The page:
Franchise Corner Entry: CUBE

 

CUBE **** Canada 1997 Dir: Vincenzo Natali. 90 mins.

A dynamic TWILIGHT ZONE-esque concept effectively crafted for feature length, this has a small group of disparate characters removed from their everyday lives and placed in a huge, constantly revolving elaborate cube structure – rigged with a series of deadly booby traps. Mathematically gifted schoolgirl Nicole de Boer is joined by a paranoiac, an infamous prison escapee known as “The Wren” and a nihilist involved in the cube’s external design – all on a quest to find some kind of exit. A modest production that makes the most of its own limitations, this sustains considerable claustrophobic tension as the unpredictable narrative unfolds, keeping us guessing right up until the surprising denouement. A couple of performances are shakier than others (notably Nicki Guadigni as an ill-fated conspiracy theorist) but De Boer (the heroine of PROM NIGHT 4: DELIVER US FROM EVIL) and Maurice Dean Wint – as the obligatory mentally fracturing member of the group – are excellent. The movie offers only tantalising hints about the cube’s origins and purpose, leaving the sequels to flesh out some of the ambiguities. A prominent influence on the seemingly endless cycle of SAW-era survivalist horror movies confining an ill-fated ensemble to an elaborate sequence of death-traps, this remains one of the best of its type. It also prefigures the early 21st century trend in American horror for creatively gruesome death set pieces, including an early slice-and-dice and a bravura acid-face gag. And the “Cube” itself predates the current worldwide fad of escape rooms. Natali, making his feature debut, continued to make thoughtful, inventive genre pictures (the best known of which was SPLICE), and in recent years has worked in outstanding TV series like HANNIBAL, WEST WORLD and AMERICAN GODS.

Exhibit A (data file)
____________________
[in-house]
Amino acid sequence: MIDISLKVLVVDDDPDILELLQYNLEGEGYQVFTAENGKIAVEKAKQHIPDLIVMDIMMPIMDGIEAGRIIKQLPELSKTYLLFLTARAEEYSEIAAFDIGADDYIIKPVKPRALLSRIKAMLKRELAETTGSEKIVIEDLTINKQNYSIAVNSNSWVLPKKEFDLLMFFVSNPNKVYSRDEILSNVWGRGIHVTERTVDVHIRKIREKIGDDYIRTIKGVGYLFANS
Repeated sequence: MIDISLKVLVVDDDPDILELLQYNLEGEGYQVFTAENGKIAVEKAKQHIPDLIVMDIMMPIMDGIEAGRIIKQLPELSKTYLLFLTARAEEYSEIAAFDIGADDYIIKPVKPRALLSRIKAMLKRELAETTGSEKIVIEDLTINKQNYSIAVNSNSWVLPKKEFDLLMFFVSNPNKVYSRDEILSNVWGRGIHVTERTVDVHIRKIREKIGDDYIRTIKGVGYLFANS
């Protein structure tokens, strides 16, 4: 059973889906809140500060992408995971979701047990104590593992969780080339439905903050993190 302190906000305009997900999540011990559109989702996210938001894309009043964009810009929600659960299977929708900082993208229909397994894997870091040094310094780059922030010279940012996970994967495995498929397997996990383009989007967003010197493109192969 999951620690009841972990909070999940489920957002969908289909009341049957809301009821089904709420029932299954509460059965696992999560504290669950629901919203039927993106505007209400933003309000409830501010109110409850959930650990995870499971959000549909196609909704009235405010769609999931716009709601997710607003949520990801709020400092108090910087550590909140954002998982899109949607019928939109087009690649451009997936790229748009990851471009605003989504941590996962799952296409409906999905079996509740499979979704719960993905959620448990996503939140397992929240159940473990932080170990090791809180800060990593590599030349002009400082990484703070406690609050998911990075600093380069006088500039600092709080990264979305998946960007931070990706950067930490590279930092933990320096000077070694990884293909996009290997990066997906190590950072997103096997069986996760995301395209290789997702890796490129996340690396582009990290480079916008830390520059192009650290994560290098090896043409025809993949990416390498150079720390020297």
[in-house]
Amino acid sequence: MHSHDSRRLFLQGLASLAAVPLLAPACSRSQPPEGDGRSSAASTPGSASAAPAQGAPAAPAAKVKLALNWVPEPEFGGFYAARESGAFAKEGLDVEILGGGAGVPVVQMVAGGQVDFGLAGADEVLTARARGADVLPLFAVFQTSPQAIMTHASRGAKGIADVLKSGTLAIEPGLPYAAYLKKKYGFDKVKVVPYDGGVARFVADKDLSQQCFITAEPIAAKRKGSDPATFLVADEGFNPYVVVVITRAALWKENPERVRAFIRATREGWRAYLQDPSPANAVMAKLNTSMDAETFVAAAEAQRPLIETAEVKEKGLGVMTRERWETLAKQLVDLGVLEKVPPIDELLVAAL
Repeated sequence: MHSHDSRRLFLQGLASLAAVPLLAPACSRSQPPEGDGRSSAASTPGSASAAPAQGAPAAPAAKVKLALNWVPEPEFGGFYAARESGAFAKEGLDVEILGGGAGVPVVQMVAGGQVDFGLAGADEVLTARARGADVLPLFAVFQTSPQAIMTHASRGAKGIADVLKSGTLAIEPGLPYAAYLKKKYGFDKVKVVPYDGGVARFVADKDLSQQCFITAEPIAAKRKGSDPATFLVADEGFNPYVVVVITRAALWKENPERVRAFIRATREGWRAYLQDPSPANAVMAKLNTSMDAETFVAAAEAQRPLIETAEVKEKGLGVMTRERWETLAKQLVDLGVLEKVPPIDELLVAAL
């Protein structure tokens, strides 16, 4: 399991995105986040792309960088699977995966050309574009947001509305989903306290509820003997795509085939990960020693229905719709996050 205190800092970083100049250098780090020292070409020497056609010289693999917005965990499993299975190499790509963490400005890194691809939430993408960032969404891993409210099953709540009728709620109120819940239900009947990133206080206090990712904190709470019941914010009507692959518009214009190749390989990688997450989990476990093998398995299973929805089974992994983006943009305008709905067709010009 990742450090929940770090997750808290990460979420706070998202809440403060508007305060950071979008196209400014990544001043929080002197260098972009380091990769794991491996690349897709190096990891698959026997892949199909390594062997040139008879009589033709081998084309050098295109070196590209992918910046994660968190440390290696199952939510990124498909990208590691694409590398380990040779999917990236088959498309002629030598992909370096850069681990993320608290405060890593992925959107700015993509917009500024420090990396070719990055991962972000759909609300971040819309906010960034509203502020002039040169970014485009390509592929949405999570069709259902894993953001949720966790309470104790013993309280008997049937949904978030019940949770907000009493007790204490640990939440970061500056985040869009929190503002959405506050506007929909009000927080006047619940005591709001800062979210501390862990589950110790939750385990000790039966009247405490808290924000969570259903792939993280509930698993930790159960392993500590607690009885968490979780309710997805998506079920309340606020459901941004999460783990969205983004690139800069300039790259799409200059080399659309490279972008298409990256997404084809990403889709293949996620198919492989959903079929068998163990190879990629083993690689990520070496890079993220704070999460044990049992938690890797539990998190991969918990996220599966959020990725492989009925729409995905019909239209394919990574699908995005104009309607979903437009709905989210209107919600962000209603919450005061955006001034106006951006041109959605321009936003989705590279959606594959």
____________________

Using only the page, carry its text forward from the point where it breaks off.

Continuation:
CUBE 2: HYPERCUBE *** Canada 2002 Dir: Andrzej Sekula. 94 mins

Largely replicating the scenario of CUBE, this straight-to-DVD sequel misses its novelty factor but succeeds in reproducing its claustrophobic, mounting paranoia. Cinematographer-turned-director Sekula (who shot RESERVOIR DOGS and PULP FICTION) brings a strong visual sense to an identical story: a bunch of people wake up trapped within a four-dimensional hyper-cube, dominated by repeating rooms that fold into each other. Among the group are psychotherapist heroine Kari Matchett; a wounded, suicidal Department of Defence worker; a blind teenage girl (Grace Lynn King); a computer game designer and a bonkers, retired theoretical mathematician (Barbara Gordon) who initially thinks they’re in a gym. The characters ponder aloud if they’re part of a weird gameshow or involved in a quantum teleportation experiment or in Hell itself. Subsequent television shows like LOST (2004-2010) would pivot around the similarly enigmatic entrapment of otherwise unrelated protagonists. The movie refuses to offer all the answers and sustains itself as a good-looking mind-fuck as the characters lose mental capacity, parallel realities converge, and CGI devices dismember the lesser protagonists at regular intervals. Characteristic of the series, the ending is enjoyably sour.

 

 

CUBE ZERO *** Canada / USA 2004 Dir: Ernie Barbarash. 97 mins

The final CUBE movie (to date) is a prequel that simultaneously offers more of the same (another group of strangers trapped within a rigged, deadly structure) while hinting at the motivations behind the cube’s existence. This alternates between the characters inside the cube and those observing them – the imperilled being condemned prisoners who volunteered for the experiment as an alternative to the death penalty. Weakened by one-note performances (including a hammy, one-eyed villain), this is significantly grislier than the tense but comparatively tame HYPERCUBE. The deaths are the most gruesome of the series, starting with a marvellous bit of pre-SAW sadism as a beleaguered shmuck is hosed down with what appears to be some welcome water before his skin starts melting off and his body dissolves into a bloody mess. Prefiguring a range of later movies (including THE BELKO EXPERIMENT and ESCAPE ROOM), those encased within the cube are coolly observed by a mysterious pair of chess-playing, bickering, bored clock-watching employees who comment on the unfolding action like surrogate members of the moviegoing audience (“This is sick…”). Released in the same year as the first SAW movie, it has juicy dicings and a show-stopping exploding head.

 

 

Reviews by Steven West

 

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